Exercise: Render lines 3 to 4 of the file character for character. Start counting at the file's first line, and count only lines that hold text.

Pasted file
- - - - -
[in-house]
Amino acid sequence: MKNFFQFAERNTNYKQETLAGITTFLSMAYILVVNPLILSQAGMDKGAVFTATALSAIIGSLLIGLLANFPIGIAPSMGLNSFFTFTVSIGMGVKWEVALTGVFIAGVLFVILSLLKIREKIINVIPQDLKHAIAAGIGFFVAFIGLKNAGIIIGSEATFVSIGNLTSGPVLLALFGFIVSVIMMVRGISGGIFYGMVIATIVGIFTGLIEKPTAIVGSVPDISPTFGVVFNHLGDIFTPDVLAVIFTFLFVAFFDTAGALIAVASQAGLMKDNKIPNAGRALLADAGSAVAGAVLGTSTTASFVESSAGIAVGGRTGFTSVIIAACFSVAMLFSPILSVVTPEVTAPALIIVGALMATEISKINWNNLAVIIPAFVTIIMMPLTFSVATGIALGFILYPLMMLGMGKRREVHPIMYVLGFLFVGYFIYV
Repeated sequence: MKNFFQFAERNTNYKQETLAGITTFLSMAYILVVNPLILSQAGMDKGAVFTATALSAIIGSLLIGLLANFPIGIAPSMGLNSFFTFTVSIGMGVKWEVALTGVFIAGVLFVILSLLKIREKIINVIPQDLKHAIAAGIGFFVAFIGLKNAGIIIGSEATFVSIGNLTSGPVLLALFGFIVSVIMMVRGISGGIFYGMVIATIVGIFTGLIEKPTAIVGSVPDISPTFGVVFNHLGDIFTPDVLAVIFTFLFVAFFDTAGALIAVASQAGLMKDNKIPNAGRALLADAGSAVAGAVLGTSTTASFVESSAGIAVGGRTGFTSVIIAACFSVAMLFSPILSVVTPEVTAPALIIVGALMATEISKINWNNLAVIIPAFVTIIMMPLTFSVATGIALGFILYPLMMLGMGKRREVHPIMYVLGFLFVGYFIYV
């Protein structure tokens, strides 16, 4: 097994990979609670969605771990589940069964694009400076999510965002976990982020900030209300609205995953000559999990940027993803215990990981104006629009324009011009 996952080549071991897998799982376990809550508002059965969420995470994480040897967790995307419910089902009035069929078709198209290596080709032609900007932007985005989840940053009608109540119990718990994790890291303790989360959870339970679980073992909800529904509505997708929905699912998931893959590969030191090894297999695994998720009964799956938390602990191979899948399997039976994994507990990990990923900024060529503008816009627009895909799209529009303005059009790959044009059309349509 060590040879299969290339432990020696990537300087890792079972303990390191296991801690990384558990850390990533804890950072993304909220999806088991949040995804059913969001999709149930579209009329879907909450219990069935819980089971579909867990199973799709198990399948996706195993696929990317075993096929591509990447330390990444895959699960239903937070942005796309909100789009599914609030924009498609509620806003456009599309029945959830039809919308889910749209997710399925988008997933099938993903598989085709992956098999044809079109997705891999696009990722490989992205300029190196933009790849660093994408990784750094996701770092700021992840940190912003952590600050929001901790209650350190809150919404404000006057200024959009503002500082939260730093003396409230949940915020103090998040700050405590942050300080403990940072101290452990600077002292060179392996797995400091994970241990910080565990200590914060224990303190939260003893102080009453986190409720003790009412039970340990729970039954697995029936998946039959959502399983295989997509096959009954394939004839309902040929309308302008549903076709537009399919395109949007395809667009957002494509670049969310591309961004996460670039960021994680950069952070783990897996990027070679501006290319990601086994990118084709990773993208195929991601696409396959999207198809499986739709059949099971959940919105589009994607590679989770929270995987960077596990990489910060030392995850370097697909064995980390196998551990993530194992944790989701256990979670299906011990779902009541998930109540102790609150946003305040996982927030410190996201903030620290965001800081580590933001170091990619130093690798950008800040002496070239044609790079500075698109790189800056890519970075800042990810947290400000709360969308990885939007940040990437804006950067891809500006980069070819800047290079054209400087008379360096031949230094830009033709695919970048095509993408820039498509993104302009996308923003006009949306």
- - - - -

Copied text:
Repeated sequence: MKNFFQFAERNTNYKQETLAGITTFLSMAYILVVNPLILSQAGMDKGAVFTATALSAIIGSLLIGLLANFPIGIAPSMGLNSFFTFTVSIGMGVKWEVALTGVFIAGVLFVILSLLKIREKIINVIPQDLKHAIAAGIGFFVAFIGLKNAGIIIGSEATFVSIGNLTSGPVLLALFGFIVSVIMMVRGISGGIFYGMVIATIVGIFTGLIEKPTAIVGSVPDISPTFGVVFNHLGDIFTPDVLAVIFTFLFVAFFDTAGALIAVASQAGLMKDNKIPNAGRALLADAGSAVAGAVLGTSTTASFVESSAGIAVGGRTGFTSVIIAACFSVAMLFSPILSVVTPEVTAPALIIVGALMATEISKINWNNLAVIIPAFVTIIMMPLTFSVATGIALGFILYPLMMLGMGKRREVHPIMYVLGFLFVGYFIYV
């Protein structure tokens, strides 16, 4: 097994990979609670969605771990589940069964694009400076999510965002976990982020900030209300609205995953000559999990940027993803215990990981104006629009324009011009 996952080549071991897998799982376990809550508002059965969420995470994480040897967790995307419910089902009035069929078709198209290596080709032609900007932007985005989840940053009608109540119990718990994790890291303790989360959870339970679980073992909800529904509505997708929905699912998931893959590969030191090894297999695994998720009964799956938390602990191979899948399997039976994994507990990990990923900024060529503008816009627009895909799209529009303005059009790959044009059309349509 060590040879299969290339432990020696990537300087890792079972303990390191296991801690990384558990850390990533804890950072993304909220999806088991949040995804059913969001999709149930579209009329879907909450219990069935819980089971579909867990199973799709198990399948996706195993696929990317075993096929591509990447330390990444895959699960239903937070942005796309909100789009599914609030924009498609509620806003456009599309029945959830039809919308889910749209997710399925988008997933099938993903598989085709992956098999044809079109997705891999696009990722490989992205300029190196933009790849660093994408990784750094996701770092700021992840940190912003952590600050929001901790209650350190809150919404404000006057200024959009503002500082939260730093003396409230949940915020103090998040700050405590942050300080403990940072101290452990600077002292060179392996797995400091994970241990910080565990200590914060224990303190939260003893102080009453986190409720003790009412039970340990729970039954697995029936998946039959959502399983295989997509096959009954394939004839309902040929309308302008549903076709537009399919395109949007395809667009957002494509670049969310591309961004996460670039960021994680950069952070783990897996990027070679501006290319990601086994990118084709990773993208195929991601696409396959999207198809499986739709059949099971959940919105589009994607590679989770929270995987960077596990990489910060030392995850370097697909064995980390196998551990993530194992944790989701256990979670299906011990779902009541998930109540102790609150946003305040996982927030410190996201903030620290965001800081580590933001170091990619130093690798950008800040002496070239044609790079500075698109790189800056890519970075800042990810947290400000709360969308990885939007940040990437804006950067891809500006980069070819800047290079054209400087008379360096031949230094830009033709695919970048095509993408820039498509993104302009996308923003006009949306």